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Can Rio Tinto plc & BHP Billiton plc Sustain Their Recent Recovery?

After five years of torment, investors in stricken mining giants BHP Billiton (LSE: BLT) and Rio Tinto (LSE: RIO) are finally enjoying some respite. Their share prices are up 10% and 13% respectively over the last month, reversing years of decline. Is there more to come?

Nobody will be getting too excited just yet. BHP Billiton is still down 26% over the last 12 months, Rio Tinto is down 18%. Over five years, performance is far worse. The commodity sector is famously cyclical but contrarian investors who have chanced their arm in recent years have been punished for their haste. Nevertheless, recent signs of life will encourage the optimists to try their luck again.

BLT, Please

BHP’s latest operational review showed a drop in petroleum and copper production in the three months to 30 September. Oil was hit by industrial action at Bass Strait and more worryingly, natural field decline across its portfolio, although production has started creeping up again. Copper production was down 13% since June due to anticipated grade decline at Escondido. Iron ore did rise 7% year-on-year to 61m tonnes.

Chief executive Andrew Mackenzie said the group is on track to meet full-year production targets and continues to invest to create shareholder value, including acquiring prospective oil acreage in Western Australia and the Western Gulf of Mexico. Investors will be pleased to see signs of positivity, in an industry that has been relentless retrenching, cutting costs and slashing capex.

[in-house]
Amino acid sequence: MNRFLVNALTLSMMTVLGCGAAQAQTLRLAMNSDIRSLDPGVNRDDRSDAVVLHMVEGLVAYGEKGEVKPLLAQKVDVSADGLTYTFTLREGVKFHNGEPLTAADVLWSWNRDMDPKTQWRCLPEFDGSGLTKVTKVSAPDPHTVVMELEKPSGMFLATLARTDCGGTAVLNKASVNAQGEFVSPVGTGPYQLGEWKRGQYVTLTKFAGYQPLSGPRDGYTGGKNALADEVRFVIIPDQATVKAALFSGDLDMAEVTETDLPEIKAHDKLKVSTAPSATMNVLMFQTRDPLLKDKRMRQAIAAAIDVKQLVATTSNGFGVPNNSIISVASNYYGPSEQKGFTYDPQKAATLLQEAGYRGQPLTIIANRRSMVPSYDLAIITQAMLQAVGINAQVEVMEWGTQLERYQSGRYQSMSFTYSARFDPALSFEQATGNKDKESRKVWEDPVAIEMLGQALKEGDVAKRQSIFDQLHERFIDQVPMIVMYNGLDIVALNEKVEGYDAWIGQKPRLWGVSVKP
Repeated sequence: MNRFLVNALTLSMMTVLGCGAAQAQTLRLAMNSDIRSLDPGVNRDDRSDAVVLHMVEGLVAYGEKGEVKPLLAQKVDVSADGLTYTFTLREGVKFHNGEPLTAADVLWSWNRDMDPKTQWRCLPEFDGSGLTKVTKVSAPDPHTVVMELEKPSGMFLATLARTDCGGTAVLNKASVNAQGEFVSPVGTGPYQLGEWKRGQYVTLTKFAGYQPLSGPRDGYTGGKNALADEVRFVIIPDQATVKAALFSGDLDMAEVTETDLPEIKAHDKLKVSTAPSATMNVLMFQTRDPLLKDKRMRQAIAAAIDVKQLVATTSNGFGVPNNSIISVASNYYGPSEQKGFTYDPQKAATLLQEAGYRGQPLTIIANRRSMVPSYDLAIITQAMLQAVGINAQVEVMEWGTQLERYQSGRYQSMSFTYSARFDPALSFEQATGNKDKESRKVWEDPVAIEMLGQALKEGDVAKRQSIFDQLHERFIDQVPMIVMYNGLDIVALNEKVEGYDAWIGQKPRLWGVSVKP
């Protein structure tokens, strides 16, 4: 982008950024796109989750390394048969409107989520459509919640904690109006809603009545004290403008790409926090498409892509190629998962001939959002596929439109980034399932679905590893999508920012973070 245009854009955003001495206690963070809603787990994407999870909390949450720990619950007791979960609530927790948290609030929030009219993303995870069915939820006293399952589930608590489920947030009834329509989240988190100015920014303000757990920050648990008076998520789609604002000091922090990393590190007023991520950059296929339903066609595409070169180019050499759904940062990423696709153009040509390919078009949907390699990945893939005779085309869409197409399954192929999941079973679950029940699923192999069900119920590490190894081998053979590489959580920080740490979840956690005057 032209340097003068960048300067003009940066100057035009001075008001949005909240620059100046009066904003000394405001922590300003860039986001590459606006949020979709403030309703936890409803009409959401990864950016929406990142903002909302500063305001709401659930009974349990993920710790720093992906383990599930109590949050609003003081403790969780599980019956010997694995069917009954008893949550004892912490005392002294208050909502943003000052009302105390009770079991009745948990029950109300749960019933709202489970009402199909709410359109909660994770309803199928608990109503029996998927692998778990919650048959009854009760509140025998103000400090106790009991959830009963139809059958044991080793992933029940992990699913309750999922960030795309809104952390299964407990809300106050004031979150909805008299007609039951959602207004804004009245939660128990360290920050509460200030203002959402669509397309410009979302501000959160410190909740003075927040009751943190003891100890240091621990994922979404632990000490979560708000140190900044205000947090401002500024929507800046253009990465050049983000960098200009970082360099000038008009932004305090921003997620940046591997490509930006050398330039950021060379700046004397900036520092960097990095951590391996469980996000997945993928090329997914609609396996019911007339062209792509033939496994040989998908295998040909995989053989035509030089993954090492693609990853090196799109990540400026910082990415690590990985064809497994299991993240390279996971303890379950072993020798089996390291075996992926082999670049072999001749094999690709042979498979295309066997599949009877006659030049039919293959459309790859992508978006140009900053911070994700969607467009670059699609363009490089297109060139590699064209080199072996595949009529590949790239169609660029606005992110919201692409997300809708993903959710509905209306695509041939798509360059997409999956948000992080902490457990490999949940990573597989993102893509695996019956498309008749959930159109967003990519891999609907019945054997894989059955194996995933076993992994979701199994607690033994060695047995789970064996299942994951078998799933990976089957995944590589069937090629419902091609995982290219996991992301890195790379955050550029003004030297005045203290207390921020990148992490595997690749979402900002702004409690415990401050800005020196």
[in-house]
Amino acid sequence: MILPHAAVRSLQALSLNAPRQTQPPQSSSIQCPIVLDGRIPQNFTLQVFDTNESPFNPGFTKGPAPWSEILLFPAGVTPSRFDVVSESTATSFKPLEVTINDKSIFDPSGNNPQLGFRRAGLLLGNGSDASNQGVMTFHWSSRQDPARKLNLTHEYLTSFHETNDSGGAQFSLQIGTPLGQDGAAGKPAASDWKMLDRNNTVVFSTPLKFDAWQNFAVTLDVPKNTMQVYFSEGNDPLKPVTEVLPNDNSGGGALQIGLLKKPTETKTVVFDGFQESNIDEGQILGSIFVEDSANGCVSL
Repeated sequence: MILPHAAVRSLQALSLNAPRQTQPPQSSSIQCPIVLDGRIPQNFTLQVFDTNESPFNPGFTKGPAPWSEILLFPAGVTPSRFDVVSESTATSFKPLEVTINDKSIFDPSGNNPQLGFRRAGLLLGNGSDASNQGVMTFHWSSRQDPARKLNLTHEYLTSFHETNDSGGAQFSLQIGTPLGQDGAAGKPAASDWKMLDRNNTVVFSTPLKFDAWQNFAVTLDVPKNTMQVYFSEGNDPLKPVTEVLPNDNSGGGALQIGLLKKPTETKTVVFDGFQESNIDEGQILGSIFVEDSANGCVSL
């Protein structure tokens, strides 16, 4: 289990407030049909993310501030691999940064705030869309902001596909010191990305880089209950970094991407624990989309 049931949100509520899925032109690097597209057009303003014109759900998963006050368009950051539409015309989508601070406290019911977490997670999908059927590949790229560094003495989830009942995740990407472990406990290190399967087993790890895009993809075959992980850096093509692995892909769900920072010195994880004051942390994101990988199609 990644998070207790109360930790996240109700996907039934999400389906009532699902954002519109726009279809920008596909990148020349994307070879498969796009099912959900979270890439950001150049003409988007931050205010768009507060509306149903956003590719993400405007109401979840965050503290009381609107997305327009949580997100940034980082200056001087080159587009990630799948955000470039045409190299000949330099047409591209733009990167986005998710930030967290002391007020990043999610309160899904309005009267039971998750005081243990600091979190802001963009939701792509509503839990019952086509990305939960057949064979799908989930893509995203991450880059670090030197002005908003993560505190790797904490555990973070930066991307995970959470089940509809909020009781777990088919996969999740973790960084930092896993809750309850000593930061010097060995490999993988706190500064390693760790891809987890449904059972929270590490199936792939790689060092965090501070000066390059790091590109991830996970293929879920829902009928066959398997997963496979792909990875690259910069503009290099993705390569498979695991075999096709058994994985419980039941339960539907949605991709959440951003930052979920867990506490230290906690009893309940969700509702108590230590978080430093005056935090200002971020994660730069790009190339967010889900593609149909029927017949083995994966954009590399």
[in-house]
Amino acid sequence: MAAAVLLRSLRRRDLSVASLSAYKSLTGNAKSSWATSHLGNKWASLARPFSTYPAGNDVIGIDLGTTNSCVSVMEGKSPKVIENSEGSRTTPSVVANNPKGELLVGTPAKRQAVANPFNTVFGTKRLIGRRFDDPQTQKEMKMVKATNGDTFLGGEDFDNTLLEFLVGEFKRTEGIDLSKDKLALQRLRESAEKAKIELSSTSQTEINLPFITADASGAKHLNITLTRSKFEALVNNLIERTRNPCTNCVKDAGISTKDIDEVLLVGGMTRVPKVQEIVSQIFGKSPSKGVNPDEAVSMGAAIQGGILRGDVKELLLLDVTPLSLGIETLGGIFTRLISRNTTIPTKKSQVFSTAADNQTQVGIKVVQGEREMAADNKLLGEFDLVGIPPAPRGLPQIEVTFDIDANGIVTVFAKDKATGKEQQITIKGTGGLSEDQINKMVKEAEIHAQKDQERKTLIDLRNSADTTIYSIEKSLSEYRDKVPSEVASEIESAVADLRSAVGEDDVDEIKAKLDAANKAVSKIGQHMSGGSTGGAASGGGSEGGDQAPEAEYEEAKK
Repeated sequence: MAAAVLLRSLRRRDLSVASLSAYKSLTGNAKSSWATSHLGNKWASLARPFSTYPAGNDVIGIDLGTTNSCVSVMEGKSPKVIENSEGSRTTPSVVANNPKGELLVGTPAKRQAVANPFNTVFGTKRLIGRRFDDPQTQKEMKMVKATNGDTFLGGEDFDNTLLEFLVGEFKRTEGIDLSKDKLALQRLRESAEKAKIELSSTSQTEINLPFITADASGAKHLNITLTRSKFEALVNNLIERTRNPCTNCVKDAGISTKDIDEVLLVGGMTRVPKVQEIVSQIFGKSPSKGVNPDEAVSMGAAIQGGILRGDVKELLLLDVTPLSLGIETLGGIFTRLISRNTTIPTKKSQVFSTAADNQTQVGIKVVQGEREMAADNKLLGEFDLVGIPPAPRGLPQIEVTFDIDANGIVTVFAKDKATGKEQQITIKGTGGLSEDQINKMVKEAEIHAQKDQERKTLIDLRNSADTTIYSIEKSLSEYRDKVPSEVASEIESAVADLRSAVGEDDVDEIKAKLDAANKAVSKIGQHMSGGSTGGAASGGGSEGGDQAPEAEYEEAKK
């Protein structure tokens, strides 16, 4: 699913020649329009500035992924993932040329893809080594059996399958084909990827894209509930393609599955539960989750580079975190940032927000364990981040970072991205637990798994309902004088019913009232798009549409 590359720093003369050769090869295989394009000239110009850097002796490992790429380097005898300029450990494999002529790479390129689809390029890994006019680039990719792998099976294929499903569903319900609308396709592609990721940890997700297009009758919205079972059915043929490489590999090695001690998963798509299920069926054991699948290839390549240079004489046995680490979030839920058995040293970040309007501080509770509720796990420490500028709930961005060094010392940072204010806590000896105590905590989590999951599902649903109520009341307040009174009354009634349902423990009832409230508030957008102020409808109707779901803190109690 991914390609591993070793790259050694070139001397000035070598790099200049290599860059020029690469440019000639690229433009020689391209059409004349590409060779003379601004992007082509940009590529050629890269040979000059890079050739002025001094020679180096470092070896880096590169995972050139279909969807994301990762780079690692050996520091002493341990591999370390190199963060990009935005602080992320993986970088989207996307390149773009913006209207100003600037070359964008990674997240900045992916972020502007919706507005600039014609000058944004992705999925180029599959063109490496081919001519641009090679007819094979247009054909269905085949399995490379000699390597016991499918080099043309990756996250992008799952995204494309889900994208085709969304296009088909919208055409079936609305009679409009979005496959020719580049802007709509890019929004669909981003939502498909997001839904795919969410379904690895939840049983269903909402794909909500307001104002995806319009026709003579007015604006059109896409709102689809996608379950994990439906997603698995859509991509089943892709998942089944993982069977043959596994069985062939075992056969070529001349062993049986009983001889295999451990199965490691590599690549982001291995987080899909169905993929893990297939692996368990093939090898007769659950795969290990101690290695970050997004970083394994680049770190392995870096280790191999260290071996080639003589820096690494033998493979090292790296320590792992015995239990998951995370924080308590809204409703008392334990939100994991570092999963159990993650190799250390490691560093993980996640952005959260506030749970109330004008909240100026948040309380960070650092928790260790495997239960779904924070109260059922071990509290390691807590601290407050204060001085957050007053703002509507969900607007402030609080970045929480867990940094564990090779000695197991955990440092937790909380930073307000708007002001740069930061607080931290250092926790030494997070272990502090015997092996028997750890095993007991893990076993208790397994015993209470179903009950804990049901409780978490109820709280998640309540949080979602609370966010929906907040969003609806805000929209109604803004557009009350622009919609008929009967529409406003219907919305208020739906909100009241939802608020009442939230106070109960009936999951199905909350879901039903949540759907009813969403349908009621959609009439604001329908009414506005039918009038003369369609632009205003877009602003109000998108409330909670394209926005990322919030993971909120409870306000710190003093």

RIO, To Go

Rio Tinto also suffered a drop in copper production in Q3, down a brutal 24% to 115 kilotonnes. Increases in iron ore shipments and production of 17% and 12% respectively were little compensation. Lower copper production may help to put a floor under the recent price plunges but it is the kind of slip-up Rio doesn’t need given headwinds elsewhere.

Trading at just 7.62 times earnings, Rio Tinto looks more temptingly valued than BHP Billiton, which trades at a surprisingly pricey 14.47 times earnings. It is doubly surprising given that Rio Tinto has performed relatively better over the last few years. Of the two companies, this is the one I would buy, despite a low yield of 5.43%, against a whopping 7.62% at BHP. Although Rio’s recent copper miss does concern me.

China On My Mind

I still think it is too early to dive back into commodities: China is still slowing and metals and minerals prices are still falling. Chinese Premier Li Keqiang’s recent statement that he would not “defend to the death” 7% annual GDP growth was an admission of what everybody knows: the glory growth days are gone.

They won’t be coming back, either. Japan is easing. China is easing. The European Central Bank is easing. The Bank of England is running scared of hiking interest rates. US Federal Reserve doves are in the ascendant again. But none of this is able to trigger sustainable global growth.

At today’s yields and valuations, BHP Billiton and Rio Tinto are tempting buys for long-term investors. Just don’t expect a rapid return to former highs.

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Harvey Jones has no position in any shares mentioned. The Motley Fool UK has no position in any of the shares mentioned. We Fools don't all hold the same opinions, but we all believe that considering a diverse range of insights makes us better investors.